Health Beat

nThe New Orleans Saints, Ochsner’s Elmwood Fitness Center and Centerplate have collaborated to revamp the Superdome’s game-day menu. Turkey dogs on whole wheat buns, grilled Portobello mushrooms, chicken kebobs and pan-seared tuna are just a few examples of Ochsner’s new “Eat Fit” snacks, available at the Dome (the program started Sept. 7).
Rita Benson LeBlanc, quoted from an Ochsner press release, said, “the traditional, favorite game-day foods will still be available but alternatives such as blackened turkey sandwiches on whole wheat and grilled vegetables are a healthy addition to our menus.” 
nLouisiana State University Health Sciences Center New Orleans School of Nursing received $100,000 from the Robert Wood Johnson Foundation for scholarships for (quoted from a Sept. 2008 LSUHSC press release) “individuals under-represented in nursing or from disadvantaged backgrounds in an accelerated nursing degree program.”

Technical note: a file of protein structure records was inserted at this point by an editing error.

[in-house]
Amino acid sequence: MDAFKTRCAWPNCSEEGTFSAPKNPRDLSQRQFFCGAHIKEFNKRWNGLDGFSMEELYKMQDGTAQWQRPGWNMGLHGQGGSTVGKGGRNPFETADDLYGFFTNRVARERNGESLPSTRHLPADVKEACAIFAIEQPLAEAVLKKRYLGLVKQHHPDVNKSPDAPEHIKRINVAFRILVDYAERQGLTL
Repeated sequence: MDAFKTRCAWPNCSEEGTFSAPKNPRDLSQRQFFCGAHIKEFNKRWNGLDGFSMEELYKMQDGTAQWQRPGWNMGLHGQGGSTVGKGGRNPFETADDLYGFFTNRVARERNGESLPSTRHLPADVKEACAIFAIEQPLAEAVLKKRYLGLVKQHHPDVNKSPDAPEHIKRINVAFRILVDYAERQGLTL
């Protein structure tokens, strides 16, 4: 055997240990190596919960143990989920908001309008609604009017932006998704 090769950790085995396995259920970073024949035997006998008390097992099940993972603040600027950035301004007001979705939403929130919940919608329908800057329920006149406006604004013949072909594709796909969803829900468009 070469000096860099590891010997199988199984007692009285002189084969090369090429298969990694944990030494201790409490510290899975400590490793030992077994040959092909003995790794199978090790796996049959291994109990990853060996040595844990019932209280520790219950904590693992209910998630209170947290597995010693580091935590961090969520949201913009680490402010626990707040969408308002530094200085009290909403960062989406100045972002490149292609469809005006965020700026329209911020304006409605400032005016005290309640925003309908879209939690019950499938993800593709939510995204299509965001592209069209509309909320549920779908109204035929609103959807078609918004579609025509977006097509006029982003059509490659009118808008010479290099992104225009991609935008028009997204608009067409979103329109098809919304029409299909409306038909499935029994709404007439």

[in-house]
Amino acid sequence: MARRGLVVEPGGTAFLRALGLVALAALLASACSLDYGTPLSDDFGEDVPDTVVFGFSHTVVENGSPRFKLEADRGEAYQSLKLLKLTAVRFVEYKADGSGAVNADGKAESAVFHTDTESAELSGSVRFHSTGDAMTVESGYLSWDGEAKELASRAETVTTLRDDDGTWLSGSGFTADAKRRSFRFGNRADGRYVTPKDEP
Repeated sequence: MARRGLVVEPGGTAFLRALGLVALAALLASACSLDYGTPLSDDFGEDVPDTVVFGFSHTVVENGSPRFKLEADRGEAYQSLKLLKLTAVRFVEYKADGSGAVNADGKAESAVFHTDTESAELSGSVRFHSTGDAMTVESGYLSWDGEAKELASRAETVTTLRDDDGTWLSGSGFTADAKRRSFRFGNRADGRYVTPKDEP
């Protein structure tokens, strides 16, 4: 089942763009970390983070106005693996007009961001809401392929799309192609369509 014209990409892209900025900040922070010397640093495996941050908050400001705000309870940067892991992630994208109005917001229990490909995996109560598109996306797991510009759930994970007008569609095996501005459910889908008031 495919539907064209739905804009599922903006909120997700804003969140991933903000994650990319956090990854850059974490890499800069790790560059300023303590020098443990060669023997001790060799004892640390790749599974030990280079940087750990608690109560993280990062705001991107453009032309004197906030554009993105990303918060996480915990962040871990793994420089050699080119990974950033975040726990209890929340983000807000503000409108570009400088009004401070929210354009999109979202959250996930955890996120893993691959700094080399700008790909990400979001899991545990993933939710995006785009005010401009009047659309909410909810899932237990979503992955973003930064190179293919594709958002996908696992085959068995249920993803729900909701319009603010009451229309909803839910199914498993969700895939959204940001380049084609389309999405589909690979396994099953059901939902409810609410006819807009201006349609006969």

The money will fund 10 scholarships for LSUHSC’s Career Alternative RN Education Program, which offers an accelerated (less than two years) BSN/RN training program “designed for those who already have a degree in another discipline but would like to change careers to become a nurse,” the press release states.
nLakeview Regional Medical Center has begun offering women more comfortable mammograms. The BioLucent MammoPad, a single-use cushion, promises greater comfort and warmth during the scan, as well as clearer images. The Senographe DS full-field digital mammography system, which Lakeview has used for several years, also offers imaging more accurate than is possible with traditional film, in addition to a curtailed exam length of only 10-15 minutes.
nBloomberg News recently reported that flu shots protect both mom and baby against potentially deadly influenza infections. The study, published in the New England Journal of Medicine online, tracked the health of more than 300 pregnant moms in Bangladesh. Results indicated that the babies of vaccinated moms were 63 percent less likely to be stricken with ‘lab-confirmed’ influenza (when compared to babies of non-vaccinated moms). The study also suggested babies who have had flu shots are less likely to develop respiratory illnesses. 
– Leigh Ann Stuart

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